I have had many personas in my life, fundamentally I have always been the same, but what I choose to show is often selective and carefully thought through. That isn’t to say that any of these ‘personas’ are contrived fakes, I am not a sociopath I am a female with Autism who has learnt that the only way to get through life is to hold part of yourself back and try to disguise the rest. I can go through many in a day, from a highly organised business woman wearing a metaphorical power suit, handling my multiple clients with the efficiency and seriousness commonly undertaken by people such as the Foreign Secretary (I am unsure who that is exactly but I am sure we are quite similar and our work equally as important), to an extremely cool music person akin to one of those gangster rappers, cruising in my hood with my car stereo turned up blaring out Eminem to the elderly passerby’s on a Tuesday afternoon. Neither very successfully I’d like to add, but just enough to give me the confidence to not really care. Every human on the planet does it automatically, but it is amazing how many you can get through just to keep you on top on things when you have to manually manage them.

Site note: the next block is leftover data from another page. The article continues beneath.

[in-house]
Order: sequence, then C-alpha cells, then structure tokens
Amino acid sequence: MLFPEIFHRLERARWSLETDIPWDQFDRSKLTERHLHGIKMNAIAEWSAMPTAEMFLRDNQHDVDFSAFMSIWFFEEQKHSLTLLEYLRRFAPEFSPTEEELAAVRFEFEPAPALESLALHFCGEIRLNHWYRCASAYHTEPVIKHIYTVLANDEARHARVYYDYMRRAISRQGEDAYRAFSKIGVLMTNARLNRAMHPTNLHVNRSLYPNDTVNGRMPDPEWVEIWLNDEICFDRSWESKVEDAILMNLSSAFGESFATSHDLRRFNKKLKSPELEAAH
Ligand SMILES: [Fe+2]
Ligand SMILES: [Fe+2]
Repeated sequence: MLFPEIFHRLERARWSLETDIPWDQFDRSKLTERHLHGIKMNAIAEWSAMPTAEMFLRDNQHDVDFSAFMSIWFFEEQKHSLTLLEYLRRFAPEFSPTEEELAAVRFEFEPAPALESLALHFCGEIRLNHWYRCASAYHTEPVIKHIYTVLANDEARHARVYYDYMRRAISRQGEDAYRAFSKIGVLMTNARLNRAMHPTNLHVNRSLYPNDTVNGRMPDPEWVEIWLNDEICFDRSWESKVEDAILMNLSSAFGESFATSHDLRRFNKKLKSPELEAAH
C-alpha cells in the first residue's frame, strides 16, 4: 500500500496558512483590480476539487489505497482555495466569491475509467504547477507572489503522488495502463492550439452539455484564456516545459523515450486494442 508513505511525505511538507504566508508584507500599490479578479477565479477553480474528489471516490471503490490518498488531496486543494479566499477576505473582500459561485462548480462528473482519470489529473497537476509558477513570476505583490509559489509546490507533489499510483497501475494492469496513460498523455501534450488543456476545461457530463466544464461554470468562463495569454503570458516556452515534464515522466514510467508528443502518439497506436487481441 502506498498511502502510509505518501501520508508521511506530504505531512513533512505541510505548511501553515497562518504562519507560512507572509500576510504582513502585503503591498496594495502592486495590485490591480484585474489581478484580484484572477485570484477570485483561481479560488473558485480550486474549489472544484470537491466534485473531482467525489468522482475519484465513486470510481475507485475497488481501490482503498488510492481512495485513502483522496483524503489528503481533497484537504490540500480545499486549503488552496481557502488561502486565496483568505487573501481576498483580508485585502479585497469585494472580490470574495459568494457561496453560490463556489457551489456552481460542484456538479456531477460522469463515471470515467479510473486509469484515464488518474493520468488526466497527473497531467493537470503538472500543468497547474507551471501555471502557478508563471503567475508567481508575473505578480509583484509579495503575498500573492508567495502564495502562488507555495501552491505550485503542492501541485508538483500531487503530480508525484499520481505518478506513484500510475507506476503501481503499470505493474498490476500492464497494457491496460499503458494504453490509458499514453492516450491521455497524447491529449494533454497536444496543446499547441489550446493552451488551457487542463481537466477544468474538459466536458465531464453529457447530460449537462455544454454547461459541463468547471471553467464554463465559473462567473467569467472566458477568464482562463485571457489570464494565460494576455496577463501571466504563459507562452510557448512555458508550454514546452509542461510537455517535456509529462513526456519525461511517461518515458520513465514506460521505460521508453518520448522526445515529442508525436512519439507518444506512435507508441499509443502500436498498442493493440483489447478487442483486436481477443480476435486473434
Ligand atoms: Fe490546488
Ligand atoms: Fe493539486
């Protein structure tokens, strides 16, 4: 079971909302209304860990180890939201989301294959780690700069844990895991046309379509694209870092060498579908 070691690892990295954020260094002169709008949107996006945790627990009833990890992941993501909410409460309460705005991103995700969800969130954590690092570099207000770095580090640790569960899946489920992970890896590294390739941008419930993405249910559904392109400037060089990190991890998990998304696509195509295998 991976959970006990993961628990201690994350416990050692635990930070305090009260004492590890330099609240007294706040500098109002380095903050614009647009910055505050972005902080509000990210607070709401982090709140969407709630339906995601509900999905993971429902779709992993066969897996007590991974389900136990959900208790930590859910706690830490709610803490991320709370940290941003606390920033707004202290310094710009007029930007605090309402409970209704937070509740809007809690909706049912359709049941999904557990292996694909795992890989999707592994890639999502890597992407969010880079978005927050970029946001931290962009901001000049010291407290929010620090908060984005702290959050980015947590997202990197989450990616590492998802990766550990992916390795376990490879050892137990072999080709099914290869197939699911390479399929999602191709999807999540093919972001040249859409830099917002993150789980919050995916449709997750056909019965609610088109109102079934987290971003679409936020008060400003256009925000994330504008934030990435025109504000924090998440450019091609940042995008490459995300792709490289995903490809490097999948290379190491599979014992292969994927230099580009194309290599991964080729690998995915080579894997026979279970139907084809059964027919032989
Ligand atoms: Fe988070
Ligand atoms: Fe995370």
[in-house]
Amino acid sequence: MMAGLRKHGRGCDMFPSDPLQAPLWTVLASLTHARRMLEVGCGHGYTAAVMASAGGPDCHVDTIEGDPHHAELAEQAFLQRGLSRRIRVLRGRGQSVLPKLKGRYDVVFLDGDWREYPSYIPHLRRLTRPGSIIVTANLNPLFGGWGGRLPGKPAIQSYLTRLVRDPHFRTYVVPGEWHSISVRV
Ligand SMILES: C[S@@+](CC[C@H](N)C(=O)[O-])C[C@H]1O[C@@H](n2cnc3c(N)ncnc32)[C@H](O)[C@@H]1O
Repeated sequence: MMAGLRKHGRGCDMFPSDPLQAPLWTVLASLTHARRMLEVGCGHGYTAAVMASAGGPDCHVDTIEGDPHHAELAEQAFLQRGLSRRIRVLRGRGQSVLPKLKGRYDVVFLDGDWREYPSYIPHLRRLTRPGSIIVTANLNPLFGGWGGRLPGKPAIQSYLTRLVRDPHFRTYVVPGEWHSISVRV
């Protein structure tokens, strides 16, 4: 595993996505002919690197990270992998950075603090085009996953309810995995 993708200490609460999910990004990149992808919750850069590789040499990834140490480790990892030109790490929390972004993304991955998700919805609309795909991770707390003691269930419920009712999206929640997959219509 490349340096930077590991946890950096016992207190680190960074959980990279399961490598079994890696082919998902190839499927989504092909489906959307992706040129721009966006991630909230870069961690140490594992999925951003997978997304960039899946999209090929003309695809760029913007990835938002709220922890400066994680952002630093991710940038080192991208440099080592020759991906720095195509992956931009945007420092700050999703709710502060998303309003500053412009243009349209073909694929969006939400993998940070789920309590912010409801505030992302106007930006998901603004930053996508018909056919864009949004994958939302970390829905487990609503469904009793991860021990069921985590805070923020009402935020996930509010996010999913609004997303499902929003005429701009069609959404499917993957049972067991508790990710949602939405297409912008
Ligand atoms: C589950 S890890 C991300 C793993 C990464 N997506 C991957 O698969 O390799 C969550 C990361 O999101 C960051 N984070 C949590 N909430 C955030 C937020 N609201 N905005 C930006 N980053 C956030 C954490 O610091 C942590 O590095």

As stressful and as highly energy and time consuming a strategy this may be just to cope with everyday life, it is thought that many females with autism are slipping through the net by employing such masks of disguise. It is often the case that females with autism are identified with other mental health difficulties before they are even noticed by specialists as possibly being on the spectrum, most likely because they have got so good at hiding their impairments. Doctors, parents, therapists and teachers see very isolated problems in girls, they see a bit of social anxiety and ‘shyness’, or perhaps mood instability, but never the full picture. The classic clues such as lack of eye contact and obsessive and odd interests have been covered up and given more socially acceptable disguises, such as obsessive interests in pop stars or books. Both of which are fairly common interests for most people and would not draw attention; however, it is the intensity of such interests which become abnormally heightened in a female on the spectrum. At this juncture I shall attempt to give you another example from my own bank of embarrassing aspie behaviours. When I was 13-14 years old I developed a keen interest of the pop star Pink, much like all my peers at that time. However, instead of just being content to listen to album and catch up on her antics in Heat magazine, I obsessively listened to her Misunderstood CD for days on end, learnt all the lyrics, learnt how to mimic her voice on the songs, clad myself out in some cargo trousers, white ‘wife beater’ vest and silver dog tags so we even had the same look (in retrospect we didn’t but the intention was there), and followed her every move online (in a non stalkerish kind of way). This obsession eventually died down and now I just get obsessed over new albums and repeatedly listening to the same tracks over and over again, much to my partner’s, family’s and ex-housemate’s annoyance. The point being that my interest could clearly be classed as ‘unhealthy’ yet it wasn’t obvious to anyone on the outside, not in the same way as it would have been if I had an obsessive interest in the different patterns of moth wings or an obscenely large collection of train timetables.